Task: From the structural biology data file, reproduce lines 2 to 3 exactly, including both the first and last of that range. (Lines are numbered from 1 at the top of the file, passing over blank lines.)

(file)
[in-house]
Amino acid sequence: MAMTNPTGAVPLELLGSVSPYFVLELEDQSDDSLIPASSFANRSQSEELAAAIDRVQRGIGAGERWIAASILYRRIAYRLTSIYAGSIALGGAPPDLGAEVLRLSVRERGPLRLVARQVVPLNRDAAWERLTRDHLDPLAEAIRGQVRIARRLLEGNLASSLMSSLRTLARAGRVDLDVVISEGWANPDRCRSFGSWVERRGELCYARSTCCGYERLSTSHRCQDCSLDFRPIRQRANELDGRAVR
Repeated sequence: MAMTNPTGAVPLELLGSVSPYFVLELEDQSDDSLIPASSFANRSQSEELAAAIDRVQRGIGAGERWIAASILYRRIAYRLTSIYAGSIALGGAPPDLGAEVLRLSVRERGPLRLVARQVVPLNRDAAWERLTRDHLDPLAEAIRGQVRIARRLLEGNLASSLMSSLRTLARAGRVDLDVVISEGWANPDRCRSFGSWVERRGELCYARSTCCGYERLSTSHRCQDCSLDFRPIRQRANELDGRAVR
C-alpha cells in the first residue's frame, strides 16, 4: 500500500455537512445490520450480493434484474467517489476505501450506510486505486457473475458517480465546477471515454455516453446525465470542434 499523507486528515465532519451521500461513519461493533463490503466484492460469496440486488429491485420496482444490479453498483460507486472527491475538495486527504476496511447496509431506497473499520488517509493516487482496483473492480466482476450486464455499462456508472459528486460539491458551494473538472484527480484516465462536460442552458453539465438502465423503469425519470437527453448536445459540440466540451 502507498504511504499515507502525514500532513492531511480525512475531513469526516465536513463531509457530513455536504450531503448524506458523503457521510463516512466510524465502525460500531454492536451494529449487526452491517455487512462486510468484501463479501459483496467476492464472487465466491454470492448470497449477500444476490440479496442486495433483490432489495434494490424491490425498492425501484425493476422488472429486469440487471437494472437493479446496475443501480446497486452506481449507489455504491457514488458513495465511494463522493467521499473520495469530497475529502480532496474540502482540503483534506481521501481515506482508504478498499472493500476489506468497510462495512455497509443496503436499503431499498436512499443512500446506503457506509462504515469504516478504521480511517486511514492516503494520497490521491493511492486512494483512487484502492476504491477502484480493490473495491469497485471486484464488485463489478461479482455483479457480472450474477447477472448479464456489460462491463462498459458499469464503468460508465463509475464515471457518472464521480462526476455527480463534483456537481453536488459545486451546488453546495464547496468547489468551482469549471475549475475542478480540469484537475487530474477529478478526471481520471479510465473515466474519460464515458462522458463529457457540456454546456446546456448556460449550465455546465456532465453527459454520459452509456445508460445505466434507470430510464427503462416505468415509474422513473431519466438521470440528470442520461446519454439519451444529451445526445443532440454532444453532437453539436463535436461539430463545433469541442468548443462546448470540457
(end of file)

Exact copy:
Amino acid sequence: MAMTNPTGAVPLELLGSVSPYFVLELEDQSDDSLIPASSFANRSQSEELAAAIDRVQRGIGAGERWIAASILYRRIAYRLTSIYAGSIALGGAPPDLGAEVLRLSVRERGPLRLVARQVVPLNRDAAWERLTRDHLDPLAEAIRGQVRIARRLLEGNLASSLMSSLRTLARAGRVDLDVVISEGWANPDRCRSFGSWVERRGELCYARSTCCGYERLSTSHRCQDCSLDFRPIRQRANELDGRAVR
Repeated sequence: MAMTNPTGAVPLELLGSVSPYFVLELEDQSDDSLIPASSFANRSQSEELAAAIDRVQRGIGAGERWIAASILYRRIAYRLTSIYAGSIALGGAPPDLGAEVLRLSVRERGPLRLVARQVVPLNRDAAWERLTRDHLDPLAEAIRGQVRIARRLLEGNLASSLMSSLRTLARAGRVDLDVVISEGWANPDRCRSFGSWVERRGELCYARSTCCGYERLSTSHRCQDCSLDFRPIRQRANELDGRAVR